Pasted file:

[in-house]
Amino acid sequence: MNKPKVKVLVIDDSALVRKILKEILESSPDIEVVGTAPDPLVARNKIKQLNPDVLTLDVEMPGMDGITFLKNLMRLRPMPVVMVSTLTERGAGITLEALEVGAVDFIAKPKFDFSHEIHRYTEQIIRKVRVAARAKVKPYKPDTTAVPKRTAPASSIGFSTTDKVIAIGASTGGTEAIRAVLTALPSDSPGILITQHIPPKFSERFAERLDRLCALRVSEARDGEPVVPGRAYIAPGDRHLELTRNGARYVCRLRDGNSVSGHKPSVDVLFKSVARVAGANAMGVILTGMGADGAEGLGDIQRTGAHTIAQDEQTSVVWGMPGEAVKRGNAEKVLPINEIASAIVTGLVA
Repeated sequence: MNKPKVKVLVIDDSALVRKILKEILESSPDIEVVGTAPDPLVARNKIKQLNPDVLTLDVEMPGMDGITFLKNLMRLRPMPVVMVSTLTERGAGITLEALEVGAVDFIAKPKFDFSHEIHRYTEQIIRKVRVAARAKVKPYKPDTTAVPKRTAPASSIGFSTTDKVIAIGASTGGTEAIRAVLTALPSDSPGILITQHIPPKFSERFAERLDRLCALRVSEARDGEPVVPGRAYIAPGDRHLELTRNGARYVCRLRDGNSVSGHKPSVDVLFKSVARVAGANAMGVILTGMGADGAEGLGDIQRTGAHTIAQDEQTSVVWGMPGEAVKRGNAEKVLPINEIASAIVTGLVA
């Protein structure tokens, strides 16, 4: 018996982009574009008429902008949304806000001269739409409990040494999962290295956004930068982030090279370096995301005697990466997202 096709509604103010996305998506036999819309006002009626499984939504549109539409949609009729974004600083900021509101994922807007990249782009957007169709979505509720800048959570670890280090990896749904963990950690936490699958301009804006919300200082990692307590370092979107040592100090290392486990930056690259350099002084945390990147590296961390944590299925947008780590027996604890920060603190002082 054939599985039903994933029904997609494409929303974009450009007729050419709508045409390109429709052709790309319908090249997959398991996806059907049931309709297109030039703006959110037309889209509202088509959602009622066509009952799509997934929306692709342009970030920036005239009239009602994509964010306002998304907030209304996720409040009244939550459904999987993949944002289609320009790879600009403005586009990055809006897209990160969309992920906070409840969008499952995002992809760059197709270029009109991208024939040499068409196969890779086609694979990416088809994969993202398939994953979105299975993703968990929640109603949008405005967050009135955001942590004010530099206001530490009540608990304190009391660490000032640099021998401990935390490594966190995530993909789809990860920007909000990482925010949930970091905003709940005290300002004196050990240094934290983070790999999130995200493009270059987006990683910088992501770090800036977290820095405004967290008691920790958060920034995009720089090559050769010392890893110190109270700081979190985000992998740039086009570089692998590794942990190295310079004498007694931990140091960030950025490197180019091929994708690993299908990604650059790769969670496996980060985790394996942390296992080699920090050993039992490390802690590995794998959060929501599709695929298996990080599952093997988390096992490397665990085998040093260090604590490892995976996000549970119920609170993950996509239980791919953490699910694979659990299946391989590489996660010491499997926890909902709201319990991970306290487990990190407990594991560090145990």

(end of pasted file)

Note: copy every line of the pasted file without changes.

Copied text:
[in-house]
Amino acid sequence: MNKPKVKVLVIDDSALVRKILKEILESSPDIEVVGTAPDPLVARNKIKQLNPDVLTLDVEMPGMDGITFLKNLMRLRPMPVVMVSTLTERGAGITLEALEVGAVDFIAKPKFDFSHEIHRYTEQIIRKVRVAARAKVKPYKPDTTAVPKRTAPASSIGFSTTDKVIAIGASTGGTEAIRAVLTALPSDSPGILITQHIPPKFSERFAERLDRLCALRVSEARDGEPVVPGRAYIAPGDRHLELTRNGARYVCRLRDGNSVSGHKPSVDVLFKSVARVAGANAMGVILTGMGADGAEGLGDIQRTGAHTIAQDEQTSVVWGMPGEAVKRGNAEKVLPINEIASAIVTGLVA
Repeated sequence: MNKPKVKVLVIDDSALVRKILKEILESSPDIEVVGTAPDPLVARNKIKQLNPDVLTLDVEMPGMDGITFLKNLMRLRPMPVVMVSTLTERGAGITLEALEVGAVDFIAKPKFDFSHEIHRYTEQIIRKVRVAARAKVKPYKPDTTAVPKRTAPASSIGFSTTDKVIAIGASTGGTEAIRAVLTALPSDSPGILITQHIPPKFSERFAERLDRLCALRVSEARDGEPVVPGRAYIAPGDRHLELTRNGARYVCRLRDGNSVSGHKPSVDVLFKSVARVAGANAMGVILTGMGADGAEGLGDIQRTGAHTIAQDEQTSVVWGMPGEAVKRGNAEKVLPINEIASAIVTGLVA
């Protein structure tokens, strides 16, 4: 018996982009574009008429902008949304806000001269739409409990040494999962290295956004930068982030090279370096995301005697990466997202 096709509604103010996305998506036999819309006002009626499984939504549109539409949609009729974004600083900021509101994922807007990249782009957007169709979505509720800048959570670890280090990896749904963990950690936490699958301009804006919300200082990692307590370092979107040592100090290392486990930056690259350099002084945390990147590296961390944590299925947008780590027996604890920060603190002082 054939599985039903994933029904997609494409929303974009450009007729050419709508045409390109429709052709790309319908090249997959398991996806059907049931309709297109030039703006959110037309889209509202088509959602009622066509009952799509997934929306692709342009970030920036005239009239009602994509964010306002998304907030209304996720409040009244939550459904999987993949944002289609320009790879600009403005586009990055809006897209990160969309992920906070409840969008499952995002992809760059197709270029009109991208024939040499068409196969890779086609694979990416088809994969993202398939994953979105299975993703968990929640109603949008405005967050009135955001942590004010530099206001530490009540608990304190009391660490000032640099021998401990935390490594966190995530993909789809990860920007909000990482925010949930970091905003709940005290300002004196050990240094934290983070790999999130995200493009270059987006990683910088992501770090800036977290820095405004967290008691920790958060920034995009720089090559050769010392890893110190109270700081979190985000992998740039086009570089692998590794942990190295310079004498007694931990140091960030950025490197180019091929994708690993299908990604650059790769969670496996980060985790394996942390296992080699920090050993039992490390802690590995794998959060929501599709695929298996990080599952093997988390096992490397665990085998040093260090604590490892995976996000549970119920609170993950996509239980791919953490699910694979659990299946391989590489996660010491499997926890909902709201319990991970306290487990990190407990594991560090145990």